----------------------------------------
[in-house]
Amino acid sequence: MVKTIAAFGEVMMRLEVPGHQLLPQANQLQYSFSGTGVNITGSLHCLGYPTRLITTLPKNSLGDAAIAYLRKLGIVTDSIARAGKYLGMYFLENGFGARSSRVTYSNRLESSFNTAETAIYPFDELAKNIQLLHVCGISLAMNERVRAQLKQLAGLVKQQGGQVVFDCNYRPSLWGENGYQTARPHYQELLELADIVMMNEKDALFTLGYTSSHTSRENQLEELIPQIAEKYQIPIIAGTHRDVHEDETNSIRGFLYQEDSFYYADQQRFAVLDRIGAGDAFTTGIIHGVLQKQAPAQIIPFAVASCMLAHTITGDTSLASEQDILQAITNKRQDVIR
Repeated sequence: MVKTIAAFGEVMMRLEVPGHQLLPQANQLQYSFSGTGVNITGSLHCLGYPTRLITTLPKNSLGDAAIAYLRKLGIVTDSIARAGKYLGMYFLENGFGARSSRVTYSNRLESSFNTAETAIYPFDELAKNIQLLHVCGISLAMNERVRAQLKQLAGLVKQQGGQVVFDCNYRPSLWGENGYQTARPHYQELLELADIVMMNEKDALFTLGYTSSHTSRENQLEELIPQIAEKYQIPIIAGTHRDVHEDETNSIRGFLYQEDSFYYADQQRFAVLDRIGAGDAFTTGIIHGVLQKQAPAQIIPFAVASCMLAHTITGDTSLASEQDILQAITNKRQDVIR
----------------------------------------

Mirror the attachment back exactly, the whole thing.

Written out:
[in-house]
Amino acid sequence: MVKTIAAFGEVMMRLEVPGHQLLPQANQLQYSFSGTGVNITGSLHCLGYPTRLITTLPKNSLGDAAIAYLRKLGIVTDSIARAGKYLGMYFLENGFGARSSRVTYSNRLESSFNTAETAIYPFDELAKNIQLLHVCGISLAMNERVRAQLKQLAGLVKQQGGQVVFDCNYRPSLWGENGYQTARPHYQELLELADIVMMNEKDALFTLGYTSSHTSRENQLEELIPQIAEKYQIPIIAGTHRDVHEDETNSIRGFLYQEDSFYYADQQRFAVLDRIGAGDAFTTGIIHGVLQKQAPAQIIPFAVASCMLAHTITGDTSLASEQDILQAITNKRQDVIR
Repeated sequence: MVKTIAAFGEVMMRLEVPGHQLLPQANQLQYSFSGTGVNITGSLHCLGYPTRLITTLPKNSLGDAAIAYLRKLGIVTDSIARAGKYLGMYFLENGFGARSSRVTYSNRLESSFNTAETAIYPFDELAKNIQLLHVCGISLAMNERVRAQLKQLAGLVKQQGGQVVFDCNYRPSLWGENGYQTARPHYQELLELADIVMMNEKDALFTLGYTSSHTSRENQLEELIPQIAEKYQIPIIAGTHRDVHEDETNSIRGFLYQEDSFYYADQQRFAVLDRIGAGDAFTTGIIHGVLQKQAPAQIIPFAVASCMLAHTITGDTSLASEQDILQAITNKRQDVIR